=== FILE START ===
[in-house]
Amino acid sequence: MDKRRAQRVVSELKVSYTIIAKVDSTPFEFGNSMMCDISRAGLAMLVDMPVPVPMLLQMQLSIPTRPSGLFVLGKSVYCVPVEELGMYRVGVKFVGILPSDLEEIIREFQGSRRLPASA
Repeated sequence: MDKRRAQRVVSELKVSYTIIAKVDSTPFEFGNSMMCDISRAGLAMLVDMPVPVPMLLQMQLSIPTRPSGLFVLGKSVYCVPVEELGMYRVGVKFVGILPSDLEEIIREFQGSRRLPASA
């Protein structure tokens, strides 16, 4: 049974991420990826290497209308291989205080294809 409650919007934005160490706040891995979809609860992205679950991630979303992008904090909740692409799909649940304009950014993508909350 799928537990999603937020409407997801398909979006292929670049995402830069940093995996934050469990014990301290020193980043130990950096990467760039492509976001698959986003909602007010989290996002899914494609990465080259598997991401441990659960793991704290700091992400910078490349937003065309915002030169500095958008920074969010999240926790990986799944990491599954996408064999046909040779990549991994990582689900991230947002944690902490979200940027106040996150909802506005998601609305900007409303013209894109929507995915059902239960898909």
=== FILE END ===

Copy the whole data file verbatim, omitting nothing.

[in-house]
Amino acid sequence: MDKRRAQRVVSELKVSYTIIAKVDSTPFEFGNSMMCDISRAGLAMLVDMPVPVPMLLQMQLSIPTRPSGLFVLGKSVYCVPVEELGMYRVGVKFVGILPSDLEEIIREFQGSRRLPASA
Repeated sequence: MDKRRAQRVVSELKVSYTIIAKVDSTPFEFGNSMMCDISRAGLAMLVDMPVPVPMLLQMQLSIPTRPSGLFVLGKSVYCVPVEELGMYRVGVKFVGILPSDLEEIIREFQGSRRLPASA
């Protein structure tokens, strides 16, 4: 049974991420990826290497209308291989205080294809 409650919007934005160490706040891995979809609860992205679950991630979303992008904090909740692409799909649940304009950014993508909350 799928537990999603937020409407997801398909979006292929670049995402830069940093995996934050469990014990301290020193980043130990950096990467760039492509976001698959986003909602007010989290996002899914494609990465080259598997991401441990659960793991704290700091992400910078490349937003065309915002030169500095958008920074969010999240926790990986799944990491599954996408064999046909040779990549991994990582689900991230947002944690902490979200940027106040996150909802506005998601609305900007409303013209894109929507995915059902239960898909």